Microsoft's Internet Explorer, which has been around since 1994 and once owned 90% of the browser market, appears to be on its way out for good.
Microsoft last week began a process that will, eventually if not immediately, result in it canning Internet Explorer (IE), the browser it's built since 1994.
Although IE survived this initial round of deprecations – or depredations, depending on your browser viewpoint – there's no guarantee that the final edition of IE will die a natural death in its bed.
Microsoft could kill it at almost any time.
IE's share of global browser activity has been shrinking, and sinking, fast. According to U.S.-based analytics company Net Applications, IE's share fell by nearly 40% between June 30, 2019 and June 30, 2020. If it continues that rate of decline, IE will account for just 2.8% of all browsing worldwide a year from now.
The browser's fall has been long, slow and with one exception, regular as clockwork. Computerworld's records of Net Applications' browser share data go back as far as January 2005, when IE controlled almost 90% of all share. Since then, it's been downhill for the browser, with only a recovery that started at the top of 2012 and ended two years later, to interrupt the trend line.
Net Applications' numbers don't count every instance of IE. In fact, because of the way the metrics vendor measures share, it's almost certain that it undercounts enterprise usage, perhaps substantially so. In other words, IE may be much more widely used than the numbers indicate.
Absent numbers from Microsoft itself, however, Net Applications' are as good as any. And those show IE running toward not just obsolesce – it's already there, been there for years – but to extermination.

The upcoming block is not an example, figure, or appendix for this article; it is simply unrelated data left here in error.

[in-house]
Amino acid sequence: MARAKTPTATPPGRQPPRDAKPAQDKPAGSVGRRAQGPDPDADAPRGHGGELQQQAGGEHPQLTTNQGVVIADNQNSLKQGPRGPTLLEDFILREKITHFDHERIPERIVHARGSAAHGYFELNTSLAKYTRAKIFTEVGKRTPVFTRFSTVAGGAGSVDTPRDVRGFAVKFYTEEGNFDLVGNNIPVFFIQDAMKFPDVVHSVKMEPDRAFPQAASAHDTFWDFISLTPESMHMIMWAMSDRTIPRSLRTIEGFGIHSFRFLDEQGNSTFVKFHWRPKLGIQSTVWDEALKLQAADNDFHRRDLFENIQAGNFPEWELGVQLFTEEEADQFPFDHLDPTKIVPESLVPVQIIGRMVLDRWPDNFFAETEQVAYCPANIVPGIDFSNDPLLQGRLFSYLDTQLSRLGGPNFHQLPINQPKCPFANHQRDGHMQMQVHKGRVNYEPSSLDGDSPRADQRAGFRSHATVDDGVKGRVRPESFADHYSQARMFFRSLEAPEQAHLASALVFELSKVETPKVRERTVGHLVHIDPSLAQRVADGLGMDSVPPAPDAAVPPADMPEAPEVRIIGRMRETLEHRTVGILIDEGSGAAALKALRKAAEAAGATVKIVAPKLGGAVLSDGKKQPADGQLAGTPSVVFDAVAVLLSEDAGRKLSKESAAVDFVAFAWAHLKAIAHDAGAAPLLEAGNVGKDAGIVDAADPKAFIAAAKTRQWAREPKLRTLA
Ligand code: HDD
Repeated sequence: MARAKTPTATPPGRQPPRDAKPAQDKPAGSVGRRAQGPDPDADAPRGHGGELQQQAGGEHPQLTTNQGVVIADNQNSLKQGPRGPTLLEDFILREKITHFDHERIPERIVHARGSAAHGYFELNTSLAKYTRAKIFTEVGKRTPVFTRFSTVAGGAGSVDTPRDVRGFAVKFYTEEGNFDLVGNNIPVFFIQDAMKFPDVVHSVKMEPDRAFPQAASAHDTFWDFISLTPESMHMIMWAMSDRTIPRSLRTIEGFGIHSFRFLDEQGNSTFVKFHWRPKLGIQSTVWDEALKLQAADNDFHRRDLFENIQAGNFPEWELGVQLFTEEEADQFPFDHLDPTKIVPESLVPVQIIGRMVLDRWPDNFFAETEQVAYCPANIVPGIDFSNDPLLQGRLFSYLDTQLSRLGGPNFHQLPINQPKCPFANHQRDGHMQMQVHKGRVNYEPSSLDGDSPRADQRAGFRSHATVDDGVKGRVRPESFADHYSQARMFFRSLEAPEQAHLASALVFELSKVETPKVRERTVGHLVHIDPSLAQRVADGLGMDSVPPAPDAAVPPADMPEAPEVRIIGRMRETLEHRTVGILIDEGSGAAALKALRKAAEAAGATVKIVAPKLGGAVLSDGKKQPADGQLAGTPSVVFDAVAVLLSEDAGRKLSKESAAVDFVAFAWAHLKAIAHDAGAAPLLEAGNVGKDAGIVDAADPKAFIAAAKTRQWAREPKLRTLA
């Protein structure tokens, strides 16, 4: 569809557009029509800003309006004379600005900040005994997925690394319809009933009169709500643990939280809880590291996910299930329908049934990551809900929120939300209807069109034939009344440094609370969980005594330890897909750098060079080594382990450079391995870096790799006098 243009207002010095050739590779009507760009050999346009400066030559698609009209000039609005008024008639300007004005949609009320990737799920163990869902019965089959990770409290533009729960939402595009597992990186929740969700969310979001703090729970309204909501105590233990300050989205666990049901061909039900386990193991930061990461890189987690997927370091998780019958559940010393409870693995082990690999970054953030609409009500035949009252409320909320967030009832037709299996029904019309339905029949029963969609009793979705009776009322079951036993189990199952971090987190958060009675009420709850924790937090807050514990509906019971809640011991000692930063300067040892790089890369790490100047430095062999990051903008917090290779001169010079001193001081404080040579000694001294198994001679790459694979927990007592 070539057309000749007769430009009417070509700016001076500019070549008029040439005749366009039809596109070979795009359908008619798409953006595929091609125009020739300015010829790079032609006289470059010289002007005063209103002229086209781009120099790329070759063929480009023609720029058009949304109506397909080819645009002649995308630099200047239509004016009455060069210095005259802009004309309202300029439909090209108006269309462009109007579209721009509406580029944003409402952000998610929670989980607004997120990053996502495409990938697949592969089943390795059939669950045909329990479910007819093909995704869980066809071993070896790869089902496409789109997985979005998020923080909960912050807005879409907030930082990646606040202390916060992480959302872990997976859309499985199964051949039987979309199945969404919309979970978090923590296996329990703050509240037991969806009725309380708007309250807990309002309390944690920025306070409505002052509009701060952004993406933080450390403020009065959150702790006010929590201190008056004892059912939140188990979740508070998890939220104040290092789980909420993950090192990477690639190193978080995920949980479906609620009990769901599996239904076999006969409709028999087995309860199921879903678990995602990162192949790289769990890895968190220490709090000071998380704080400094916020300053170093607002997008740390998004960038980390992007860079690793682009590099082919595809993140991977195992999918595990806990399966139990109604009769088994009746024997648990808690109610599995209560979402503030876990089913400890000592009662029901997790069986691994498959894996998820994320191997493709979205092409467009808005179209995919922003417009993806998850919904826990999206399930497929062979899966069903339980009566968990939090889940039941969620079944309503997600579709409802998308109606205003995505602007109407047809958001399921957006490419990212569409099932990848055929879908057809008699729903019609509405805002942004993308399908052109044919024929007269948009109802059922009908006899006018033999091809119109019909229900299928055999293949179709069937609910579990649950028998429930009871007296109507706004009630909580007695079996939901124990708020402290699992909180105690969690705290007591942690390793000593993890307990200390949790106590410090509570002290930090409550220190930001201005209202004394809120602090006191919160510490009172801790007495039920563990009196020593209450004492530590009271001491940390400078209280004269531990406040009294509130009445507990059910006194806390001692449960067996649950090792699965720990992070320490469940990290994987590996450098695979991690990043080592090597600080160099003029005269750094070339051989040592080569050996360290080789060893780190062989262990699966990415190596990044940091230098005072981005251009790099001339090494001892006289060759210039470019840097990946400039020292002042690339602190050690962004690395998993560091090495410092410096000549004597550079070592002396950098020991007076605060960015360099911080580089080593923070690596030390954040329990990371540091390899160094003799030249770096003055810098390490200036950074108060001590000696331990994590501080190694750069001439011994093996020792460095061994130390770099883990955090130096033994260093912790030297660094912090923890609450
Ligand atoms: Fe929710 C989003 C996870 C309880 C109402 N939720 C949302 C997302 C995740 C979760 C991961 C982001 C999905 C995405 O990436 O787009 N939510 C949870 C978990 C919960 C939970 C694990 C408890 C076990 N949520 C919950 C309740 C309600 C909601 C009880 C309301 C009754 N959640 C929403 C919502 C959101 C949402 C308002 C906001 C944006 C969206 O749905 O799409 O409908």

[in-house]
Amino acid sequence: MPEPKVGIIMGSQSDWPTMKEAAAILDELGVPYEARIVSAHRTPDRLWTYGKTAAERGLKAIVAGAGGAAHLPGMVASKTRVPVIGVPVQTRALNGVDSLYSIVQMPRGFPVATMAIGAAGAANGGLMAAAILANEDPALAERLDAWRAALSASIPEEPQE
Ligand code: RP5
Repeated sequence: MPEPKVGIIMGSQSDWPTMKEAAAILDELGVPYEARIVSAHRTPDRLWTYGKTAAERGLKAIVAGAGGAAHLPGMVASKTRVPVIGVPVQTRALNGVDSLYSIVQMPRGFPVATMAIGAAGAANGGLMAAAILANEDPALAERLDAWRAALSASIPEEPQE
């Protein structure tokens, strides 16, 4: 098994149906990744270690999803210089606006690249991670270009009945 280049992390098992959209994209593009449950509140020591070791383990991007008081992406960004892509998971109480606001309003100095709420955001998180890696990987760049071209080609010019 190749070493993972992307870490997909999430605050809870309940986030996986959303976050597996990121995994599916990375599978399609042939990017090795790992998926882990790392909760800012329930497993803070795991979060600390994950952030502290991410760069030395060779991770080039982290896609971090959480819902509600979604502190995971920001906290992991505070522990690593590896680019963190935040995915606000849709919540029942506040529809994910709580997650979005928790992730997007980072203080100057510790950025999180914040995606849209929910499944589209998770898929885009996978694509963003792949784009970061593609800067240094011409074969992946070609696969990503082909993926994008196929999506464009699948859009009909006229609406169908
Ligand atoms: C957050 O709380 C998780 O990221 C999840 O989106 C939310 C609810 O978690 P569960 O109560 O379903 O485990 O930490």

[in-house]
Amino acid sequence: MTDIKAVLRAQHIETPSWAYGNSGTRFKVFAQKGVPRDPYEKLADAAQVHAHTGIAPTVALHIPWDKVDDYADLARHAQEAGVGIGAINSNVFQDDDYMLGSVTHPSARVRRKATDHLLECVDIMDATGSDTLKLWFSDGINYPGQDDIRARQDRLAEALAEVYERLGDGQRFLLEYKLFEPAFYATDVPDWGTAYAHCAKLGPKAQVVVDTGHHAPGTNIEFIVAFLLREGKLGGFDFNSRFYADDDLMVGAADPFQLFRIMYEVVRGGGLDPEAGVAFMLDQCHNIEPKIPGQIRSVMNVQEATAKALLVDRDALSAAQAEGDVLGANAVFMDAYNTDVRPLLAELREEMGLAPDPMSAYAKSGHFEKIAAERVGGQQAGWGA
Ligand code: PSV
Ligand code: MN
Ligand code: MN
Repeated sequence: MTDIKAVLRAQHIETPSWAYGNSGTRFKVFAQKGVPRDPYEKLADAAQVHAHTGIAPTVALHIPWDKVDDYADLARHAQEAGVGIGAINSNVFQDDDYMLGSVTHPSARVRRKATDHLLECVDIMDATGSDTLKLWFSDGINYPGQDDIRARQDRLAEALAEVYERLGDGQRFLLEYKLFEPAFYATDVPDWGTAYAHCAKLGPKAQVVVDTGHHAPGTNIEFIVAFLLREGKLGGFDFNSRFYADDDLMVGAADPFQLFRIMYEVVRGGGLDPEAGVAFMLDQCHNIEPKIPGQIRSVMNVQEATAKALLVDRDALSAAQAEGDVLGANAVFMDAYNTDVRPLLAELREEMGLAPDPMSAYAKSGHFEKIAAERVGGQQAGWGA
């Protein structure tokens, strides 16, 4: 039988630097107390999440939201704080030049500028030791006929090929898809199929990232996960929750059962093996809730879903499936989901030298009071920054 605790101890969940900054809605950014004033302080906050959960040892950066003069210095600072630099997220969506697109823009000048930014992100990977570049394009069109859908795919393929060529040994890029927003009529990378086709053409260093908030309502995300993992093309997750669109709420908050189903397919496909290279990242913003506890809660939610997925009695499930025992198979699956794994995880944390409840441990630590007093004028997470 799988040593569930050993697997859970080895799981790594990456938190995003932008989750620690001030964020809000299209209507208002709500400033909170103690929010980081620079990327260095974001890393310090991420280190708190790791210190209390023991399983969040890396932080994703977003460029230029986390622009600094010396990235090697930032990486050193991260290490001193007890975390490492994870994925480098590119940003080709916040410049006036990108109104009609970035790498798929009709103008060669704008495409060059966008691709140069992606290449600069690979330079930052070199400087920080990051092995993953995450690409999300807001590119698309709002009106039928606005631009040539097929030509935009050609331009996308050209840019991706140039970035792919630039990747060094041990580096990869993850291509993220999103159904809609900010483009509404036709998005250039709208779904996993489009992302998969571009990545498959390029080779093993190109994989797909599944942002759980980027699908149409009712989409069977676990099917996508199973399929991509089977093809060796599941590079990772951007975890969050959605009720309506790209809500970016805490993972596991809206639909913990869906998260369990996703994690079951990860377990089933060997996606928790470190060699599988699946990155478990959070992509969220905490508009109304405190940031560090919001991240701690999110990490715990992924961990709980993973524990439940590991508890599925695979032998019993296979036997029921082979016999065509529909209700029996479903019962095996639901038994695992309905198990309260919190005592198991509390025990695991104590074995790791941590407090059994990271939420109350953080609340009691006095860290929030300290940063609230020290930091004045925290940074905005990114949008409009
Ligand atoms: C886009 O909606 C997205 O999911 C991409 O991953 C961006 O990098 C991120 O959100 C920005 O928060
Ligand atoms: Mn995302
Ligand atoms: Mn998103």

It's no surprise that Microsoft has started to withdraw support.
The end begins
Last week's support changes were relatively minor, but still telling.
On Nov. 30, the Teams web app will stop support IE11. Then, as of Aug. 17, 2021, all remaining Microsoft (and Office) 365 apps and services will no longer support IE11.
While that was a clear shot across IE11's bow and meant to wean enterprise users – the customers who run Microsoft (and Office) 365) – off the browser, Microsoft made clear that, for now, IE11 would remain on the support list. "We want to be clear that IE11 isn't going away," Microsoft said in the unsigned post that announced the support changes. "Our customers' own legacy IE11 apps and investments will continue to work. Customers have made business-critical investments in IE11 legacy apps and we respect that those apps are still functioning."
This promise of IE11's longevity was reminiscent of Microsoft's long-standing position that "Internet Explorer is a component of the Windows operating system and follows the Lifecycle Policy for the product on which it is installed." By that definition, IE11 will be supported on Windows 10 for the same length of time as the operating system itself.
The Microsoft (and Office) 365 support stick has been wielded by Microsoft before. Editions of the perpetual-licensed Office – Office 2010, 2103, 2016 and 2019 – drop connectivity support with Office 365's services starting in October 2020. Microsoft's goal? Shove customers to subscriptions, since Office 365's applications will never lose that support.
The Redmond, Wash. giant is throwing its weight around in a similar fashion as it denounces IE11. This time, though, the goal is to prod enterprises still using IE to abandon the browser, if not immediately then as soon as possible.
(Something important to remember: Microsoft's said that the lapsing support for Teams (November) and the rest of Microsoft 365 (August 2021) applies to Edge's IE mode, too. See this support document.)
When a deadline isn't one
Microsoft's not cutting off customers cleanly. Microsoft 365 support for IE11 won't completely vanish on Aug. 17, 2021 – the apps and services will continue to run within IE11 – but over time the browser will become less and less compatible with those apps and services. "After the above dates, customers will have a degraded experience or will be unable to connect to Microsoft 365 apps and services on IE11," Microsoft said. "For degraded experiences, new Microsoft 365 features will not be available or certain features may cease to work when accessing the app or service via IE11."